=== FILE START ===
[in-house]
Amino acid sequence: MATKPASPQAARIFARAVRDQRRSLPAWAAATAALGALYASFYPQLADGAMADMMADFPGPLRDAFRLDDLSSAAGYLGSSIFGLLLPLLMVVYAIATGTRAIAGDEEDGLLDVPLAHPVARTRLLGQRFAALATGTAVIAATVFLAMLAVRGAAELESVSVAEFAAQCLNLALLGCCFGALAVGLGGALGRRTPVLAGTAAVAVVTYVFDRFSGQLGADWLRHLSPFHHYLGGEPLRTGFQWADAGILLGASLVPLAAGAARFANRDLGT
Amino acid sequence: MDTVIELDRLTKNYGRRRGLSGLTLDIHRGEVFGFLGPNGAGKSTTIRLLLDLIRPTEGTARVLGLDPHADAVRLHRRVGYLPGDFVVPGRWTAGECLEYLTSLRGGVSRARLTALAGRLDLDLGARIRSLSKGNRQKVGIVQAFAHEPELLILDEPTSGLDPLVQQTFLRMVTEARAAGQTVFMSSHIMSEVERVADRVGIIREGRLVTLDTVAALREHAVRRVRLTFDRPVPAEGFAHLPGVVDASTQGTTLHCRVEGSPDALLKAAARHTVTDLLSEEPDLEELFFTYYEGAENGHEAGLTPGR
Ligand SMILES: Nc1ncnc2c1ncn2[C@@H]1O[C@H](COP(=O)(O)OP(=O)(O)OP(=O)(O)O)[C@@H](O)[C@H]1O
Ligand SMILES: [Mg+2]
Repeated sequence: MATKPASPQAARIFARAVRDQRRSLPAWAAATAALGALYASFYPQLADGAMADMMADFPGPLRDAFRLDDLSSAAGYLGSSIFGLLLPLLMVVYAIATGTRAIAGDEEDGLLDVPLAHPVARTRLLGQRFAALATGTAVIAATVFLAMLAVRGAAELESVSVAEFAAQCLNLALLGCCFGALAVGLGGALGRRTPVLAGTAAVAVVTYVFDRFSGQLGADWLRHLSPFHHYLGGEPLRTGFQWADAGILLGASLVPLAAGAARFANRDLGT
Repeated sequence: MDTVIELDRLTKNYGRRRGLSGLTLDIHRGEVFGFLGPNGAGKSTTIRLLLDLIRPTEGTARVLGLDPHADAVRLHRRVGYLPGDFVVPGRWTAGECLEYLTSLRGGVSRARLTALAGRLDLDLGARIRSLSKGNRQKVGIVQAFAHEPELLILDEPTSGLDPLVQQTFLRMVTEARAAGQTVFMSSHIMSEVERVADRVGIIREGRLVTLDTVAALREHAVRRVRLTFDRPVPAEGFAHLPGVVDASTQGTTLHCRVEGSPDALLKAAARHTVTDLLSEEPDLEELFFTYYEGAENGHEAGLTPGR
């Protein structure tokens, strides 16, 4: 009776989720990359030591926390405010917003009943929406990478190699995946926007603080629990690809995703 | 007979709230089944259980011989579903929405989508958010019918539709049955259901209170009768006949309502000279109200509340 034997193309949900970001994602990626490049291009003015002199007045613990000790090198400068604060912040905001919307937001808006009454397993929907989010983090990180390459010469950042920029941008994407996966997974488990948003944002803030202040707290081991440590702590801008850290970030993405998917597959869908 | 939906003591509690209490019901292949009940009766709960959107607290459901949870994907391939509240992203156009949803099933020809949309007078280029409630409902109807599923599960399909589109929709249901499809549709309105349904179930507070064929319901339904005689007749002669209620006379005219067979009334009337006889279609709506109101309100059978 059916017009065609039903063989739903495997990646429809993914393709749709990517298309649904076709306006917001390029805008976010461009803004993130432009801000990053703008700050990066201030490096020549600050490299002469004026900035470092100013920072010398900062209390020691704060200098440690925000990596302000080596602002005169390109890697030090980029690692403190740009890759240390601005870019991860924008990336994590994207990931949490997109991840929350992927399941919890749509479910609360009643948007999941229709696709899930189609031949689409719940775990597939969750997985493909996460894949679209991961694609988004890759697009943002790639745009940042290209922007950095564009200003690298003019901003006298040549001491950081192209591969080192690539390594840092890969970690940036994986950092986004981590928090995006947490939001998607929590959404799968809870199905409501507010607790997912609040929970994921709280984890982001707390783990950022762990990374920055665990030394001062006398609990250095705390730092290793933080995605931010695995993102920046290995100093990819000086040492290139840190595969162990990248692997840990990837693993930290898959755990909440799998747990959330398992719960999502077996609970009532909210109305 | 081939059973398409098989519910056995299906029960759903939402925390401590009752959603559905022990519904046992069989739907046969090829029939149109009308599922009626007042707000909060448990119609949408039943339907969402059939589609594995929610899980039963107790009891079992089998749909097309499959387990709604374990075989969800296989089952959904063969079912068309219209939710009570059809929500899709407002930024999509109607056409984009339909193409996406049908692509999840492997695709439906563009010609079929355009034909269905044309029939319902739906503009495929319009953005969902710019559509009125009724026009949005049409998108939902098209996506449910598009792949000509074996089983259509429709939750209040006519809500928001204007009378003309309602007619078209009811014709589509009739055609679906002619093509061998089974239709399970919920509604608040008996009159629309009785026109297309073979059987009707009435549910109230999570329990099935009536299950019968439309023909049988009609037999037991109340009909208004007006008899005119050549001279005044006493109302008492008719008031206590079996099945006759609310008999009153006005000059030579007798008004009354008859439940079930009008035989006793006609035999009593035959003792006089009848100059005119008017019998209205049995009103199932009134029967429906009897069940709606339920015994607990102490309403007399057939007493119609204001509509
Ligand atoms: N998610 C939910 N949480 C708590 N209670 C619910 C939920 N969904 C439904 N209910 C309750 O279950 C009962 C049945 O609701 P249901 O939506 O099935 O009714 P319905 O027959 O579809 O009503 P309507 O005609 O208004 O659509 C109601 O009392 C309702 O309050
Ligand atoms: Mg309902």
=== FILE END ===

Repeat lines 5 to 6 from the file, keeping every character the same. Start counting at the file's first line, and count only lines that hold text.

Ligand SMILES: [Mg+2]
Repeated sequence: MATKPASPQAARIFARAVRDQRRSLPAWAAATAALGALYASFYPQLADGAMADMMADFPGPLRDAFRLDDLSSAAGYLGSSIFGLLLPLLMVVYAIATGTRAIAGDEEDGLLDVPLAHPVARTRLLGQRFAALATGTAVIAATVFLAMLAVRGAAELESVSVAEFAAQCLNLALLGCCFGALAVGLGGALGRRTPVLAGTAAVAVVTYVFDRFSGQLGADWLRHLSPFHHYLGGEPLRTGFQWADAGILLGASLVPLAAGAARFANRDLGT